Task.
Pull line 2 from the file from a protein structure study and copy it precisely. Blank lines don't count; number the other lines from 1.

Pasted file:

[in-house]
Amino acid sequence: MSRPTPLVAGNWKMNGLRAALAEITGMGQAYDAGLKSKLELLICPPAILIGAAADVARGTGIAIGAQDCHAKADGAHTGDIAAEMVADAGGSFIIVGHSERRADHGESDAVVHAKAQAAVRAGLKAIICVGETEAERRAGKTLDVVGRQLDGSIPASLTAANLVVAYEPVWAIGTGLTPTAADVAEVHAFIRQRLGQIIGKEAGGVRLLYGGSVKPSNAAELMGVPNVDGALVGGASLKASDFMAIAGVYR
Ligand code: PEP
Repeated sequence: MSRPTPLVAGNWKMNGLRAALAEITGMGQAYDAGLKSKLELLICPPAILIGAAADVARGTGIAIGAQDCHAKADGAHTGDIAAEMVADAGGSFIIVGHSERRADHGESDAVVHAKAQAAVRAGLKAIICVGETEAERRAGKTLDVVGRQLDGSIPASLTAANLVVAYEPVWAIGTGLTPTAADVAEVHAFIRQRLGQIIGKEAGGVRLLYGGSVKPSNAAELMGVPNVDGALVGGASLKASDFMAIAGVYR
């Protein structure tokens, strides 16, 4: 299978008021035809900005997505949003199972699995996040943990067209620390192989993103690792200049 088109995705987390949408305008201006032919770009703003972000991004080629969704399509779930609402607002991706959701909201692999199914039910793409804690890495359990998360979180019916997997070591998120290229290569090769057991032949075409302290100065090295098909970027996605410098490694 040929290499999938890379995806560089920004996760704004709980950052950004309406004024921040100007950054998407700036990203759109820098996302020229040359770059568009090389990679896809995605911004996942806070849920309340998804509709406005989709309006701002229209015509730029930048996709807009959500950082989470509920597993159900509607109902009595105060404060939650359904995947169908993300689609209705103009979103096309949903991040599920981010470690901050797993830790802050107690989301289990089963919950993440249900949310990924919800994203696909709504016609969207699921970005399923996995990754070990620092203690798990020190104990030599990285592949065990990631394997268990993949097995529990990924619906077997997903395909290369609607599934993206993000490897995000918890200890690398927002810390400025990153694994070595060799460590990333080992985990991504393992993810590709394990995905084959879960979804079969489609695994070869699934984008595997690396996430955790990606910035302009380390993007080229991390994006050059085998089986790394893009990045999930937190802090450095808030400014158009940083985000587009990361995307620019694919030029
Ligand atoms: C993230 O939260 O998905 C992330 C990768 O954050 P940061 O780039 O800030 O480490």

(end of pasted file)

Amino acid sequence: MSRPTPLVAGNWKMNGLRAALAEITGMGQAYDAGLKSKLELLICPPAILIGAAADVARGTGIAIGAQDCHAKADGAHTGDIAAEMVADAGGSFIIVGHSERRADHGESDAVVHAKAQAAVRAGLKAIICVGETEAERRAGKTLDVVGRQLDGSIPASLTAANLVVAYEPVWAIGTGLTPTAADVAEVHAFIRQRLGQIIGKEAGGVRLLYGGSVKPSNAAELMGVPNVDGALVGGASLKASDFMAIAGVYR